Community pharmacists and general practitioners often co-exist in an uneasy truce. As pharmacists think about how they might fit into primary care networks (PCNs) and integrated care pathways, Rob Darracott went to Newham in East London to talk to two pioneering clinicians about their local partnership, and to find out why it’s a live example of the NHS Collaborate philosophy in action.
This is clearly a professional partnership that works on a very personal level. We meet in the consultation room of Jignesh Patel’s Rohpharm Pharmacy, just across the street from the Plaistow District Line underground station. The Project Surgery, where Dr Farzana Hussain is a single-handed GP principal, is just around the corner, less than five minutes’ walk away. As photographer Krystian organises poses, they chat to each other, about work, about the community, about Jignesh’s upcoming holiday. When we get started on what makes them tick as clinicians with a shared population, they almost finish each other’s sentences.
They have known each other professionally for more than 15 years, since the Project Surgery opened in 2003, but it was a crisis that brought them more closely together, and that led to the collaboration they have today.
Farzana tells the story. “Five and a half years ago my partner Peter passed away suddenly. At the time I was the only GP in the surgery. It was November in the middle of the flu epidemic. My salaried doctor was on maternity leave, and I simply did not have enough appointments for 4,500 patients on my own.
“I had known Jignesh well as a very safe community pharmacist who I would come to for advice. I really trusted his clinical work, I liked him as a person, we had grown a friendship although we never had time to see each other out of work. I know his family. It was a very trusting relationship. And Jignesh said to me ‘why don’t you send the patients that you can’t give an appointment to to me and if I have any issues, I’ll let you know’. And because I trusted Jignesh’s clinical work I felt safe enough to do that. It opened a whole door for me to think how much general practice work can be managed by a community pharmacist.”
That was the start of a different kind of GP/pharmacist relationship, and now Farzana and Jignesh are in the forefront of local delivery. “We have a local extended primary care service, like a daughter of QOF [GP’s Quality Outcomes Framework], to prevent pre-TB, we’re one of the UK’s hotspots for latent tuberculosis. The service is designed for pharmacy and GP working with shared IT.” Jignesh wrote the pharmacy SOP for the service.
The innovative scheme won Newham Clinical Commissioning Group the 2018 Health Service Journal Award for community or primary care service redesign. More than 5,600 patients were screened by the 51 GP practices in Newham between April 2016 and March 2018, with 375 patients agreeing to start treatment through one of 16 CCG-accredited pharmacies.
That’s not all. “We saved six hours of GP time a week by diverting patients to our local commissioned minor ailments scheme, particularly through hay fever in the summer months,” Farzana says, adding that she captured the lessons in a YouTube video diary for the NHS’s Sustainable Improvement Team. “The hardest part is convincing patients that pharmacists give just as good a service, but I knew, and the patients knew that if there was any problems Jignesh would be able to contact the surgery. It’s brought us closer together.” She says that as PCNs get up and running, trusted relationships are going to be key. As clinical director of the newly formed Newham PCN, Farzana will be looking to build on her experience.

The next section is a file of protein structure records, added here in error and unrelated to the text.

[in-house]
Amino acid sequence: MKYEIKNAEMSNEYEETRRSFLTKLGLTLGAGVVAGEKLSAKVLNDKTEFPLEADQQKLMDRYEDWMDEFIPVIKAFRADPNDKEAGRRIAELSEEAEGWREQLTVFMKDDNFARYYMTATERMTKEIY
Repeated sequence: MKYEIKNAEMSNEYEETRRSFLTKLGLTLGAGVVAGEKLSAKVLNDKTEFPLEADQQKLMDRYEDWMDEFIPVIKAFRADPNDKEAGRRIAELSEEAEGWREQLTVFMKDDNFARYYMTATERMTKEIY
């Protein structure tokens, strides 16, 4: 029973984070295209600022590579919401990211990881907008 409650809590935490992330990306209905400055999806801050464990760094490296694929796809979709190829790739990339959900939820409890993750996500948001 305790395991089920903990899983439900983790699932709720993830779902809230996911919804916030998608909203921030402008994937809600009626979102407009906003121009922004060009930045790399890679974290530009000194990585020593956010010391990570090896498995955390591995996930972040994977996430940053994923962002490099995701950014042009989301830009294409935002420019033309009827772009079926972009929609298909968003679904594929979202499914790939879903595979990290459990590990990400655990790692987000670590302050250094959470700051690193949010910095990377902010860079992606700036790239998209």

Jignesh’s perspective is an echo of Farzana’s. He says: “I started in community pharmacy in 1988 and for 10 years that was all I did. It was about 2000 when I joined the LPC and first started looking at service redesign. Newham was one of the pilot sites for smoking cessation. We did minor ailments. We were one of the first places to do NHS health checks. These were all developments in collaboration with the Primary Care Trust.
“I believe we can support GPs by giving patients access, and a choice in terms of prevention and treatment of minor ailments.” He says that until 2013 the lack of IT links to practices made it difficult to expand the range of services. They have been piloting EMIS Web for a couple of years. “When I do medicines reviews, they are not just simple medicines reviews. Because I have EMIS I can look at how people are progressing, I can look at their bloods, see if they have issues with compliance.” He says that, as a result, and unlike other pharmacies in Newham, his referrals and interventions in the latent TB scheme go automatically to Farzana in the practice.
“Everyone is swamped with workload, GPs, pharmacists, hospitals. How do we all work together to ensure we don’t duplicate, to make sure patients have wider access? We’ve looked at spirometry, we’ve looked at the review of asthma patients. In the latent TB scheme the monitoring and check-up occurs through the pharmacy.”
I ask whether Jignesh and Farzana’s experience might form the basis for how GPs and pharmacists will work together in the new form of primary care being developed as part of the NHS Long Term Plan. Farzana says that their strength is their relationship: “I don’t think either of us would lie to you and say that all GPs or community pharmacists were going to do this. We get into tribes to protect money and workload and there is too much work for not enough money. But if we put our defences down a little, is there something we can do differently?
“It was the National Association of Primary Care (NAPC) that taught me about reciprocity. What can I give my community pharmacy, instead of it always being what can you give me? That’s quite a hard thing for human beings because we are born to survive, but if we can flip it, you will get something back – at least that’s what happens to me.
“The thing we are missing is that while these all singing, all dancing, clinical pharmacists are going to be great in practice, community pharmacists have been consulting with clients for years. Patients say, ‘even though the doctor says, I just like to check with my pharmacist’. When we say, ‘it’s only the GPs that have continuity’ that’s claptrap, it’s just us defending ourselves. People know when pharmacists are open too – later than the surgery weekdays, and on Saturday. This is about the service to our patients; it’s not about me.”